This course will expose students to recent trends in contemporary American literature from approximately 1940 to the present. While this course spans across 60 years of literature and may appear different from one another in style— novels, short stories, novellas, memoirs, and plays— they all meet on similar themes of gender, race, violence, war, sexuality, alienation, and trauma; therefore uniting worlds that would seem disjointed at first glance and uniting the interpretations of individual American experience. This course satisfies the core requirement.

Contemporary American Literature
Dr. Fitzpatrick
21:352:212:61            Tuesday, 6:00-9:00 pm

This course provides one account of recent American poetry, beginning in about 1980. Whilst it is necessarily a partial account, it aims to follow key arguments both about what a poem should be (form, and the politics of language) and what a poet should be (authorship, and the politics of identity) over this period, giving particular attention to the ways they overlap. It also aims to please, and to introduce you to a wide range of contemporary poetry that is useful, beautiful, and often even joyful.   This course satisfies the core requirement.

American Literature of the 19th Century
Professor Bland
21:352:213:01       W/F 8:30-9:50 am

Nineteenth century American literature in the decades before the Civil War emerged from a broad variety of literary voices, each of which was seeking to address the qualities and characteristics particular to the experiences of being American.  This course will particularly concentrate on the historical contexts of American literature, its origins, the development of its canon, and the diversity of its writers and readers.  By examining topics including nature, race and slavery, the roles of women, and other broad, national ideas during this period, the course will focus on one major issue:  How did the United States establish its own voice and literary culture? The readings in this course are drawn from the early decades of the nineteenth century through the Civil War This course satisfies the core requirement.

American Literature of the 19th Century
Professor Bland
21:352:214:01       W/F 11:30-12:50 pm

This course examines some of the major developments in American literature of the nineteenth century in the decades following the Civil War—an era of rapid and sweeping social, economic, political, technological, and cultural changes, and an era during which the definitions of both “American” and “literature” have been hotly contested.  Our study of the major literary movements of this period—Romanticism, Realism, and Naturalism, plus selected subgenres within these—will focus on two major issues: Why particular movements emerged in particular historical moments, and how those literary techniques and strategies both reflect and help to shape individual and collective experience in those periods. This course satisfies the core requirement.

Race, Nation, Borders in American Literature
Professor Gonzalez
21:352:230:01       M/TH 1:00-2:20 pm

This course will explore the literature (poetry, fiction, nonfiction) that places the U.S.-Mexico border at the center of the narrative as a landscape, character, and politicized zone. Students are expected to submit weekly reading responses, a midterm academic term paper, and one take-home final. A few of the angles we will examine during class discussions are the different roles the border plays in shaping personal identity, community, and agency: How do borders separate and unite people and nations? How is the border an experience, a social journey or a state of consciousness? How does the border an international trauma and an empowering force for the populations that inhabit it? How is border a prison? How is it a home?  This course satisfies the core requirement.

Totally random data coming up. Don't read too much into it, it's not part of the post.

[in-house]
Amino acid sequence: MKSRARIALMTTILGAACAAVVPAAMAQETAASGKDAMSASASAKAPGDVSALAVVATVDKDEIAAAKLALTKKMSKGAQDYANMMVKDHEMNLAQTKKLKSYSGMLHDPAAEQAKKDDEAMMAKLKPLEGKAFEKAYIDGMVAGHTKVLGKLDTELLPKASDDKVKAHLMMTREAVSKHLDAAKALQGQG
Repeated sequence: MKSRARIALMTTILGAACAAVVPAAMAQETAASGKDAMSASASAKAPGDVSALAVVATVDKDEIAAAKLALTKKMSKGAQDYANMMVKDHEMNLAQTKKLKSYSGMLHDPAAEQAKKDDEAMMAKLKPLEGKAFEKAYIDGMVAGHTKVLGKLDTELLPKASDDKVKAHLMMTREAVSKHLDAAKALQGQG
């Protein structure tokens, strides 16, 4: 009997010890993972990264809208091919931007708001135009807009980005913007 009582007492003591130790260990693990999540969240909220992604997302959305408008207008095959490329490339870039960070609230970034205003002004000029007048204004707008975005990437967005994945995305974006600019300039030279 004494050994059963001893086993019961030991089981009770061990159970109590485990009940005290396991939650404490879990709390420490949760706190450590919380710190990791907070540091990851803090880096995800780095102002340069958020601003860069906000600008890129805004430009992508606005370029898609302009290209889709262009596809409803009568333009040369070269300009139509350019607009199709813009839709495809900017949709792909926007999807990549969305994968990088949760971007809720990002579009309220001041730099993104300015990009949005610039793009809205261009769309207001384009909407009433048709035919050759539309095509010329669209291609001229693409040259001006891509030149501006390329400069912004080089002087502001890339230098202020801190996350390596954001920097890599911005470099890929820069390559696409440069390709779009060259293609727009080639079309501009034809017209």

Race, Nation, Borders in American Literature
Professor Lomas
21:352:230:Q1       M/W 4:00-5:20 pm

In “Race, Nation and Borders in American Literature,” we study the literary texts of diasporic, native and immigrant groups within and beyond the borders of the United States, in order to see how they reimagine prevailing narratives of American culture. Paying special attention to the legacies of colonization, slavery, internment and migration (forced or otherwise), we read from a range of genres--including autobiography, theatre, poetry, novel, essay, and music. How do Amerindian, African American, Asian American, Latina/o, and other literary traditions respond to the peculiar racial procedures of the U.S.? How has the definition of "white" shifted in order to preserve white privilege and hegemony, and what are characteristics of whiteness as it figures in American literature? How has racism changed over time and how does it relate to categories of class and sex? We will think together about borders not only in a geographic sense, but also as the edges of identity categories such as gender, sexuality, language, race, class, age, and religion. In this writing intensive course, we will make our classroom into a writing workshop as we study the zones of contact that shape literature and culture in the United States and the Americas.  This course satisfies the core requirement.

Special Topics in American Literature: Literature of the American Revolution
Professor Kiniry
21:352:250:01       M/W 10:00-11:20 am

Through the theme of political and personal antagonisms, we look at some classic and not-so-classic texts of the Revolution and its uneasy aftermath. Readings include the Declaration of Independence and the Constitution, Thomas Paine's "Common Sense," Joseph Martin's "Narrative of a Revolutionary Soldier," Joseph Ellis's "Founding Brothers," J. F. Cooper's "The Spy," and "American Aurora" by Richard Rosenfeld. This course satisfies the core requirement.

American Drama                                              
Professor Miller
21:352:333:01       T/TH 10:00-11:20 am

A survey of American plays in their historical context from early melodramas, romances, and comedies through the modern realistic and expressionistic work of O’Neill, Odets, Anderson, Hellman, Miller, Williams, Albee, Baraka, and others.  In this course we will study a sampling of major American playwrights and focus on how they defined the notion of "realism" on stage and how they tried to expand the potential of the modern theater to accommodate a more elastic view of what that term meant. We will consider selected plays of Eugene O'Neill, Arthur Miller, Clifford Odets, Tennessee Williams, August Wilson, William Inge, Lorraine Hansberry, and Thornton Wilder.